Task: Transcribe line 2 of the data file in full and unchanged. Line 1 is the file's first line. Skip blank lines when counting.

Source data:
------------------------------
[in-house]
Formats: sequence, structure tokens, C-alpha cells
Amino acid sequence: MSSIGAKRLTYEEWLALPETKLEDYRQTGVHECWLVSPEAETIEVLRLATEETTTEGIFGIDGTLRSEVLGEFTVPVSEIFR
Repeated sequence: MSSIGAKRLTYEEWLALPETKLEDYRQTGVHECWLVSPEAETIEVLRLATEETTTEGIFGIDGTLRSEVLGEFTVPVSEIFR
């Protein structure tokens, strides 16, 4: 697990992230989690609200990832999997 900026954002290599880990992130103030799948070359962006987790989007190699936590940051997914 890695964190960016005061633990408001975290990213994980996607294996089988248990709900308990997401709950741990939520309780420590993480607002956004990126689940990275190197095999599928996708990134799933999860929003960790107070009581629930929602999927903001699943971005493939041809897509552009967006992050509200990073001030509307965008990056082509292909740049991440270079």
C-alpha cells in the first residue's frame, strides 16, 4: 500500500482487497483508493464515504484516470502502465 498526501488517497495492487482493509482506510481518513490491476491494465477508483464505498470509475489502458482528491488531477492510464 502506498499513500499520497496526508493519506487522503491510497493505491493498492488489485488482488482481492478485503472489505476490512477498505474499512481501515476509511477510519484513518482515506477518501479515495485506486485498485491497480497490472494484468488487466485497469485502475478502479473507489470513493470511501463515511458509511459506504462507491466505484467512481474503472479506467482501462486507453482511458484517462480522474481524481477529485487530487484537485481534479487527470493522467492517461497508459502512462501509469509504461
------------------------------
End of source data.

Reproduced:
Formats: sequence, structure tokens, C-alpha cells